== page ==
Reroute Pipe What is Reasonable

Discussion in 'Plumbing Forum, Professional & DIY Advice, Tips & ' started by johJones, Dec 25, 2013.

  1. johJones

    johJones New Member

    Messages:
    3
    Location:
    California
    I have a leaky pipe in my wall the plumber discovered the location and was able to stop the leaking. He said it was from a copper pipe that comes out of the slab. I took the first plumber I called on since I had no experience with such plumbing issue. I was freaked out about this happening in my house.

    What is reasonable price to pay for the reroute of this pipe?

    Pipe has to be routed from a laundry room through a small bathroom to the wall in the bedroom that backs to the bathroom. The bathroom is between the bedroom and laundry room.

    Here are some photos of the job:

    https://skydrive.live.com/?cid=8f4c26b577cbc2e4&id=8F4C26B577CBC2E4!228

    Thank you.
  2. hj

    hj Moderator & Master Plumber Staff Member

    Messages:
    26,270
    Location:
    Cave Creek, Arizona
    Trying to price a job, after it has been done, is a "fool's task", because we have absolutely no idea how complex the job was. Pictures ALWAYS make a job look easy. He had to figure out WHICH pipe was leaking so he could disconnect both ends, then determine a route for the new pipe. ALL of that is labor intensive and does not show up in the photos.
  3. dj2

    dj2 Member

    Messages:
    399
    Location:
    California
    How much did you pay?

    Also, in the future get more than 1 bid, even though some bids may leave the door open for unforeseen difficulties.
  4. houptee

    houptee Member

    Messages:
    181
    Location:
    Monmouth County, NJ
    Also keep in mind was it an emergency job on a weekend or an evening?
    You said it was a leak.
    It could have caused more expensive property damage to your home if he did not stop it quickly.
    Isn't that worth whatever you paid him?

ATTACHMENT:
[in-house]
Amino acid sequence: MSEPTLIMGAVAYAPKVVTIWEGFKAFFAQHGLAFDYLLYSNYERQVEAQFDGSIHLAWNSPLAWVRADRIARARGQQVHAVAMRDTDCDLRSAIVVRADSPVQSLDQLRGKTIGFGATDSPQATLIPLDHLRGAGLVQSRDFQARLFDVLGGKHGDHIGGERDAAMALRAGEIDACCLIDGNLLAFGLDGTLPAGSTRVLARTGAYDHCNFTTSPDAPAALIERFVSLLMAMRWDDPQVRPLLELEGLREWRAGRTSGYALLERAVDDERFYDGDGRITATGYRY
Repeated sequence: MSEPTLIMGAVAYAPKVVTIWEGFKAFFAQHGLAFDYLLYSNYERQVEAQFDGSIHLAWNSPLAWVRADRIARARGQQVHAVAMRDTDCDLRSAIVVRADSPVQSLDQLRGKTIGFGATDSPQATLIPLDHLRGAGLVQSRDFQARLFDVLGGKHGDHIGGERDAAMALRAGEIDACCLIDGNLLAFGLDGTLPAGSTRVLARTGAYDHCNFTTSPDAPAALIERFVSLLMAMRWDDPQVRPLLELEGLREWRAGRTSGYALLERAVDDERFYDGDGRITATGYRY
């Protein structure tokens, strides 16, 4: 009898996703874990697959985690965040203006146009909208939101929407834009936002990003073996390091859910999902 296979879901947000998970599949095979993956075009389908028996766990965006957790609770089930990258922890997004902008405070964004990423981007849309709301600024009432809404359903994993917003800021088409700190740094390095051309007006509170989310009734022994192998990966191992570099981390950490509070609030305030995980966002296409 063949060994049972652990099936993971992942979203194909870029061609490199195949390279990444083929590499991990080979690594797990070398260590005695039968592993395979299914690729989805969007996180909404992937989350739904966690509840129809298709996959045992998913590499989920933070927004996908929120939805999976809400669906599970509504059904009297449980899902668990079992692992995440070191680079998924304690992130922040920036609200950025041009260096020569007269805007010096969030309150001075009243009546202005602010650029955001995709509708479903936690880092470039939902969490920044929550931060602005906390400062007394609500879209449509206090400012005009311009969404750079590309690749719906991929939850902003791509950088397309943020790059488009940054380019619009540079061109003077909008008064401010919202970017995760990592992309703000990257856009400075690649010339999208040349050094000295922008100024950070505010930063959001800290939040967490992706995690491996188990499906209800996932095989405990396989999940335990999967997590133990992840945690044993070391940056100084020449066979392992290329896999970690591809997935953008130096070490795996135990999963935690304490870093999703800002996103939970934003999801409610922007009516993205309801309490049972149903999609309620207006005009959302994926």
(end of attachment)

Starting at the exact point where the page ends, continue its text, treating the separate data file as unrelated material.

What do you do for a living and what do you charge others for your services?

    If you work for someone else, what do you get paid a year for your salary or per hour?
    Do you have any benefits paid by your employer that increase your net salary such as 401k matching, health insurance, life insurance, paid holidays, paid vacation days, paid sick days, travel expenses reimbursement?

    Keep all this in mind when you feel a self-employed tradesman is charging you too much per hour.

    His overhead expenses include: advertising in the yellow pages or wherever you found his name, the insurance on his truck, maintenance of his truck, gas to drive his truck to your house and back to the supply house to get parts, liability insurance, accountant fees, tools, continuing education classes to keep his plumbing license valid, cost of his annual state plumbing license, cell phone, office supplies, and the original cost of his years of training to become a plumber if he attended a vo-tech school.

    Probably a lot more expenses I missed.

    So after deducting all of those costs what did he have left in his pocket as his actual profit?
  5. johJones

    johJones New Member

    Messages:
    3
    Location:
    California
    Yes I would have preferred to get bids. However, I was out of town and my wife was home alone, and I think she kind of got charged very high for this project. The leak was found and stopped within 4 hours time with 4 cuts in the drywall, 3 laundry room and 1 bed room. The reroute took perhaps 1.5 hours with no additional cutting to drywall.

    I am not sure what plumbers charge, but I would assume about $100 per hour plus parts. Is that the going rate? The only parts that were used is whatever is needed to cap the line coming out of the slab to stop leak, and then reroute it with a flexible plastic tube.

    So I was just curious what it would have cost had my wife gotten bids. It seems this would cost about $800 max. Am I off on that?

    Plumber wrote Cold Side 3/4 in copper water line broken under slab. Owner opted to eliminate 3/4 cold line from slab and reroute 3/4 cold line. Otherwise it would have involved demo concrete, expose the line, and make repairs.

    All work was done on Dec 23 and no dry wall repair was done, just plumbing.

    Thank you.
    Last edited: Dec 25, 2013
  6. johJones

    johJones New Member

    Messages:
    3
    Location:
    California
    Thanks and I agree with all that. I am not saying that a plumber should not charge and make a profit, I was just trying to figure out what was reasonable had my wife gotten bids. I have no idea at this point, perhaps I got an excellent deal. Thanks.
  7. Terry

    Terry Administrator Staff Member

    Messages:
    14,777
    Location:
    Bothell, Washington